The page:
So I went.


It was grand. I sang and yodeled and lalala'd all the way home. There were about ten of us in the library at the Center for Documentary Studies which was as lovely as it sounds. A room full of other writers??? Shut the fuck up. The woman teaching the class is thoughtful and funny and genuine. We did some short writing and I made myself read what I wrote because that's why I'm there: to put myself out there, to share my way with words. I did NOT want to read out loud even one tiny littlest bit, but my go ahead voice urged me on so I did it. It was so cool to hear other people's words and thoughts, to think about other people feeling the necessity of writing too.

I am in this constant state of wonder these days: the bigness and ease of my life stretches my imagination to no end. I'm always writing back and forth with at least one person who is at the very beginning or not even started getting sober yet and it's always this feeling that I want to convey- the feeling of wonder. It's so interesting to be able to remember clearly the frustration and suckiness of living that alcoholic's life and then mash that up to living this alcoholic's life: the only true difference is that I don't drink anymore.

Me minus booze equals magic.

It takes so long to get to this place: I want to share that but then I want to keep it secret because I'm afraid if anyone knows that they won't even stay or get started. But here's the thing- it just keeps getting better and better and better. So you start out and your victories are all big even if in retrospect they seem small. When I first got sober one of my biggest victories was all the crying. Then it was being able to show up for stuff like parent teacher conferences and work without raging hangovers. Now my biggest victories are pushing my boundaries into what I know my life was meant to be. Singing out audibly in yoga class when we chant. Reading what I wrote out loud in front of people. Every time I stretch I take my time because I know I need to, but sometimes I just push myself out of the boat. Sometimes my life is bigger than the boat anyway.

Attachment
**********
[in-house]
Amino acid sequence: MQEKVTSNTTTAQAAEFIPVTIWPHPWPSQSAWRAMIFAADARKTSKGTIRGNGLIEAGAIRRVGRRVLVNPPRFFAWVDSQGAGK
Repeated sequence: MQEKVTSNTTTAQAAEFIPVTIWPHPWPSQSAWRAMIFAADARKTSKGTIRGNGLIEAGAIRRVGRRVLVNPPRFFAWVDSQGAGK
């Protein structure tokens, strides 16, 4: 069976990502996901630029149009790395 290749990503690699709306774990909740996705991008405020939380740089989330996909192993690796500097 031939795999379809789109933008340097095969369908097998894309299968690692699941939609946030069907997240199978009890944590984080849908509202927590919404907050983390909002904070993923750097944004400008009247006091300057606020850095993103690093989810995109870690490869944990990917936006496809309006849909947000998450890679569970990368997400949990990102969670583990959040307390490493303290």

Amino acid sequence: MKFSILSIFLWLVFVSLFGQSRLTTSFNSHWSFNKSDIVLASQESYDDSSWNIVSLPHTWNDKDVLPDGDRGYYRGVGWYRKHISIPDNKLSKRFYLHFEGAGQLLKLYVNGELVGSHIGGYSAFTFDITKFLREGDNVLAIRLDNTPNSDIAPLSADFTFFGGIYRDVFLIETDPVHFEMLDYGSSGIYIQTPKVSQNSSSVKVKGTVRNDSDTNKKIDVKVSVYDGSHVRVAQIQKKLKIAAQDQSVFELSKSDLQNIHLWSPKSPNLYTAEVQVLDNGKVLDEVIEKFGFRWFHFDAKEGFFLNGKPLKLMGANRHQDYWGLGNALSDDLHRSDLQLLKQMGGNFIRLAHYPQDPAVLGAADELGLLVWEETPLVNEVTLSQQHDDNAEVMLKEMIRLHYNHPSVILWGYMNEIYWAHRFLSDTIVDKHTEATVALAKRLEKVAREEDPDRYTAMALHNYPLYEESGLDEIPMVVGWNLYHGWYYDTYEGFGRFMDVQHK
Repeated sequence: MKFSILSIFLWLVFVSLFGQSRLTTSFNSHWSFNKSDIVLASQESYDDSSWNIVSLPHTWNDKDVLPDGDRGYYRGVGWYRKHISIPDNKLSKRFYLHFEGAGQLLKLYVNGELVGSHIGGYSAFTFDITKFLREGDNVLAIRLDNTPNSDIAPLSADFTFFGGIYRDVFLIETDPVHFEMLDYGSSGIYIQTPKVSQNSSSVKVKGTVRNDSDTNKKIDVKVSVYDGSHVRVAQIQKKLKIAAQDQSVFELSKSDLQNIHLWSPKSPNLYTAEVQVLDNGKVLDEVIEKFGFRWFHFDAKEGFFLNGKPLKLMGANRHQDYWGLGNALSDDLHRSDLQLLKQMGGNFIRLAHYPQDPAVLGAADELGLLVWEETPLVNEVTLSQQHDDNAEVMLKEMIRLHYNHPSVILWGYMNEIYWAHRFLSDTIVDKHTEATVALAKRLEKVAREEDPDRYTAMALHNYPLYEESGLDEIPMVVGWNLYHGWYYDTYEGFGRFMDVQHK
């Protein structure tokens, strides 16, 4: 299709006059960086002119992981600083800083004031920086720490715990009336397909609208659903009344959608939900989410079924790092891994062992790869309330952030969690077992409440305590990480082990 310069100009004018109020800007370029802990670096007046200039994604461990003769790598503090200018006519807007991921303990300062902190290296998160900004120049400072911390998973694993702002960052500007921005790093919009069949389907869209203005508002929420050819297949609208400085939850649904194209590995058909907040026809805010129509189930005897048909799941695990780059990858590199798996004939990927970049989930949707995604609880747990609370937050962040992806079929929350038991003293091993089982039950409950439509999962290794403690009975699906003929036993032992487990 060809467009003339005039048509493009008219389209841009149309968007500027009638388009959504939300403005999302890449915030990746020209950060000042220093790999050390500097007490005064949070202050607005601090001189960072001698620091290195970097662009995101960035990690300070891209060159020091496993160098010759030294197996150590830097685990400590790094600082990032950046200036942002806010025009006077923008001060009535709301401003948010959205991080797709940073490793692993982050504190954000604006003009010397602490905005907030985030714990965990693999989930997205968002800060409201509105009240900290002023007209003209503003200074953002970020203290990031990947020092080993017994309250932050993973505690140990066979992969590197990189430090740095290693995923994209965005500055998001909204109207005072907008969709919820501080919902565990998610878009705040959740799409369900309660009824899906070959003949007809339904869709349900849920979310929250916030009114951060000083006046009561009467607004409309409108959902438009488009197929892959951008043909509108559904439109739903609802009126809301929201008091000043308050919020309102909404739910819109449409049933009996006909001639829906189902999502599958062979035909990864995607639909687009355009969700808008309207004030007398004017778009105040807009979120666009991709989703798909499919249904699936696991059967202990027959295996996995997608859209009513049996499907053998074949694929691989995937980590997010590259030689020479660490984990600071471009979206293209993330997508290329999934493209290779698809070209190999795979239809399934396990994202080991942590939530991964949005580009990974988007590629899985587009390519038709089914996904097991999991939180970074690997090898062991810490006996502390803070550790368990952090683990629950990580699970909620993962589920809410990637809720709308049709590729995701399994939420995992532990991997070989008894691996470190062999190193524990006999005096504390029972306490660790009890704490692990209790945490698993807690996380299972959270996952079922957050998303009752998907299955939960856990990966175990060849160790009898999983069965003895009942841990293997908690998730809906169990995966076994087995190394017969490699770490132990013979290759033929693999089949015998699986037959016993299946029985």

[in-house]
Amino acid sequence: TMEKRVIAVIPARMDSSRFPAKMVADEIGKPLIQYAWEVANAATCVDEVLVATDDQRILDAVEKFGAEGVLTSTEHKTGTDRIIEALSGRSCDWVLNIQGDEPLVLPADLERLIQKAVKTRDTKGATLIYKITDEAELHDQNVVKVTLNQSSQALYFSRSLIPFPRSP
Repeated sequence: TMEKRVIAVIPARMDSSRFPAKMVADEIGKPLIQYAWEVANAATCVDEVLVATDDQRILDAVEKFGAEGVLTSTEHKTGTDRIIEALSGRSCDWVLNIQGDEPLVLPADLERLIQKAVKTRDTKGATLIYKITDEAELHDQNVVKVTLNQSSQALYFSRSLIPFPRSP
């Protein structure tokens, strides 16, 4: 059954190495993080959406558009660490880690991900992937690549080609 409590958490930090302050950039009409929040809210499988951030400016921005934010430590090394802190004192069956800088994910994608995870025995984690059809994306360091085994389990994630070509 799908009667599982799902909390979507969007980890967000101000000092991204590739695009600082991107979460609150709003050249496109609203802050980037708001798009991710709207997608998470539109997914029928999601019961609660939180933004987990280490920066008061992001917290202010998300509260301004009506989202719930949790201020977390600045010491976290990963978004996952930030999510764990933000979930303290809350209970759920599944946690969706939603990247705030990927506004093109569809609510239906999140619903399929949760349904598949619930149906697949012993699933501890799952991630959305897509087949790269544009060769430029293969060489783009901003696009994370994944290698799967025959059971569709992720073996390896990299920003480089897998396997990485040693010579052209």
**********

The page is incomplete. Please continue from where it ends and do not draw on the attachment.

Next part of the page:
The thing about it taking a long time is this: time is for the taking. I can take time to build my life, or I can take time to drink it away. It's the same 24 hours every day. It will all pass regardless, marching on no matter if you're blackout drunk or on your way to writing class.

Monday, November 2, 2015

Rainy Days

It's raining so hard here today. I'm on the lookout for a few animals to go floating by or maybe a man called Noah to knock at the door and ask if I'm interested in either tree trimming or arks. I've been caramelizing onions for what seems like almost an eternity, listening to Death Cab for Cutie radio on Pandora AND shaking my ass in the kitchen. It's awesome.

A song by Coldplay came on and I had this sudden flashback to when my husband and I had gone from pals to living together in a slow but fast decision that we did, in fact, like each other "that" way. We used to get off work around 11 PM and head down to the corner bar to get started getting wasted the way early twenty somethings do except we were in our early thirties. Then we'd head home (lord, that we drove, really???) to drink more and I would put on that Coldplay CD and headphones and sing at the top of my lungs. I don't remember any of it, of course, I've been a blacker-outer from waaaaayyy back. I would drive him nuts with my drunken off key bellowing. Can you imagine? I was in such pain and such glory all at once.